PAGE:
As early as 2008, Joe Nester knew something wasn’t adding up correctly when it came to phosphorus levels in lakes and streams, and the number and intensity of algal blooms that were occurring in his area. Nester, with nearly four decades of experience as an agronomist, operates Nester Ag LLC near Bryan, Ohio. He works with farmers in Ohio and Indiana.
Phosphorus is supposed to stay put and move very little after application. It’s nitrogen that moves. Nester began to wonder if that relationship is still true today.
“Less fertilizer was applied over a 10- year period in the Lake Erie Basin than before, yet we still wound up with a serious algal bloom in August of 2014,” he notes. “Our problem really isn’t with algae. It’s with the toxins that these blooms produce,” Nester says. “When officials shut off the water supply for the city of Toledo [Ohio] for an entire weekend in 2014, it got everyone’s attention.”
Farming and commercial fertilizer aren’t the only potential source of phosphorus that could wind up in Lake Erie. There is a whole list of possible sources, but agriculture is definitely on the list.
Identify source of change
Nester knew that what was happening didn’t make sense using traditional thinking. What had changed in the past 10 to 20 years that could explain what he saw?
Then he ran across information about how rain was no longer as acidic as it once was. The typical acidity of rain today, at least in his area, has a pH of about 6.2 to 6.3. It was once considerably lower.
The primary source of acid rain is the deposition of sulfur dioxide and nitrogen dioxide in the atmosphere, Nester observes. The lightbulb went on!
“The Clean Air Act passed by Congress more than two decades ago was working,” Nester realized. Sulfur emissions were way down. There was less nitrogen dioxide released into the air as well.
“The increase of pH in rainwater means it’s not as acidic now,” Nester notes. “The thing about pH is that a relatively small change in the number on the pH scale has a big impact on how much acidic material goes into the environment.” For example, a pH of 4.3, which is where acid rain was before the Clean Air Act began, is many times more acidic than a pH of 6.3, he says.
Phosphorus is more soluble in water as pH increases. According to the Purdue University Corn & Soybean Field Guide, once soil pH nears 6.0 or higher, phosphorus is much more available.
“What’s changed is the pH of rain,” Nester explains. ‘”That means phosphorus is likely to be more soluble than it once was. If it’s more soluble, it can move more than we once thought possible.”
That’s why when agronomists began trying to explain what happened after the Toledo algal bloom, the term “dissolvable phosphorus” appeared. Even if less phosphorus was applied, more of it could go into a solution than before.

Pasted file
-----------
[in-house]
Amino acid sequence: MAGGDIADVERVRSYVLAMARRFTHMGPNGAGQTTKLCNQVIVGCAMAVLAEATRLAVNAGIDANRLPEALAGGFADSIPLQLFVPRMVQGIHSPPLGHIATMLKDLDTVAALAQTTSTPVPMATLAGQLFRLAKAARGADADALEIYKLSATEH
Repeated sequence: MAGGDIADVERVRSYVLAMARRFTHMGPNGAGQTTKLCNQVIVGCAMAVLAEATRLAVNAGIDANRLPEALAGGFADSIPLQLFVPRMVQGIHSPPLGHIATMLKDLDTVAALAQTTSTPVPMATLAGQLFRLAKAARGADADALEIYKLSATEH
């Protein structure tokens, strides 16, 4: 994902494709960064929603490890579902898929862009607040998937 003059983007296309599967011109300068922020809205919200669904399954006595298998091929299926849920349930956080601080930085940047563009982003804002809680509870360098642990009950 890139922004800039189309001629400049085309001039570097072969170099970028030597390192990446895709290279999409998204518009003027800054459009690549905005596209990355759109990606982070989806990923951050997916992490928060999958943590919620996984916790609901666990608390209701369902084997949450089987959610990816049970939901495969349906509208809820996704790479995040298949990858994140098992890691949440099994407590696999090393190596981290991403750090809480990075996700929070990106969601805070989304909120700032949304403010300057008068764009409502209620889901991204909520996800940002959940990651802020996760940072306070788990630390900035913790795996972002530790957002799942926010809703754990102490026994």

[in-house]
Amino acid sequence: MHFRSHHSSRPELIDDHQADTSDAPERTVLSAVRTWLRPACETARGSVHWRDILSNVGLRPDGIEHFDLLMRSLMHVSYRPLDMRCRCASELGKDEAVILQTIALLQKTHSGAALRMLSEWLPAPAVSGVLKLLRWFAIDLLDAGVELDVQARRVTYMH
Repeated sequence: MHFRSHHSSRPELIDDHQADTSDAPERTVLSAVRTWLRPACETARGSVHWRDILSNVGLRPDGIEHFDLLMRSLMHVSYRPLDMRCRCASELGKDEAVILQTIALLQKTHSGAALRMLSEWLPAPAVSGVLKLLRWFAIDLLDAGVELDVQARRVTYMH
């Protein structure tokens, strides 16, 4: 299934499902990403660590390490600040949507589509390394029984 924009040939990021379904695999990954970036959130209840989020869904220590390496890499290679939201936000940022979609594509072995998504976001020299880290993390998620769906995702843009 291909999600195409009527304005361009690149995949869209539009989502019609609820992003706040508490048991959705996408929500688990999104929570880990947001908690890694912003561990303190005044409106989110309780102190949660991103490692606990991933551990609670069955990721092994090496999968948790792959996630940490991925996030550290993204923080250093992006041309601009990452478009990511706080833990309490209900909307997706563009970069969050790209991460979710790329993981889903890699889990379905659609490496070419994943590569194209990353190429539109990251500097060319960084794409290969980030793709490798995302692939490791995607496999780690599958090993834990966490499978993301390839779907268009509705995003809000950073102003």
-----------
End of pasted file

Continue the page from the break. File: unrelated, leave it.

Identifying that the environment has changed was the first step. The next step for Nester is helping farmers learn how to manage in a new environment.
“We’re very big on promoting the 4R concept,” he says.
The 4R concept boils down to applying the right form of fertilizer at the right rate at the right time in the right place. “It’s caused us to rethink how we do things,” Nester says. “We now must manage phosphorus knowing that at least a portion of it can dissolve, and be more subject to movement than we once thought.”
NO LONGER FREE: Mike Starkey’s dad didn’t worry about sulfur for corn. It was in the air for the taking. Since that’s no longer true, Starkey (standing) tells his Chinese guests that he pays attention to S levels.
Sulfur is no longer free
Mike Starkey, Brownsburg, Ind., recently hosted a group of young scientists from China in the toolshed on his farm. Most of these visitors work in some facet of environmental science in China. Their ears perked up when the no-till, cover crop enthusiast talked about the environment in his area.
“Our Congress passed the Clean Air Act many years ago, and manufacturers, primarily power-producing plants, were required to take many measures to reduce emissions,” he explained. One element that they were required to remove was sulfur.
“I want clean air as much as anyone else. What the legislation did worked — it cleaned up the air. But that has also affected how I farm.”
Huh? Yes, actions have consequences. He soon explained that his dad and granddad never worried about sulfur, a secondary but important nutrient, for corn. There was enough sulfur in the air from these emissions to satisfy the plant’s needs for sulfur. You didn’t read articles about S back then, and no one talked much about it because corn didn’t respond to adding sulfur, Starkey explained.
That’s no longer the case. “We occasionally see sulfur deficiencies now,” says Joe Nester, a crops consultant with Nester Ag LLC in Bryan, Ohio. He has also visited Starkey’s toolshed and talked to farmers. Starkey typically follows Nester’s advice. One of the ways Starkey applies nutrients like sulfur is through foliar application. He uses Y-Drops on his high-clearance sprayer, equipped with undercover devices to spray above the ground when corn is in the V12 to V14 stage.
Nester notes that if you look at maps showing sulfur deposition from atmospheric sulfur in the Midwest from different periods of time, there is a marked change. “There was still considerably more sulfur emissions in 2005 than there is today,” he notes. “The maps for sulfur deposition today show far less sulfur being emitted into the atmosphere. As a result, it’s another nutrient we need to consider when putting together soil fertility plans for corn.”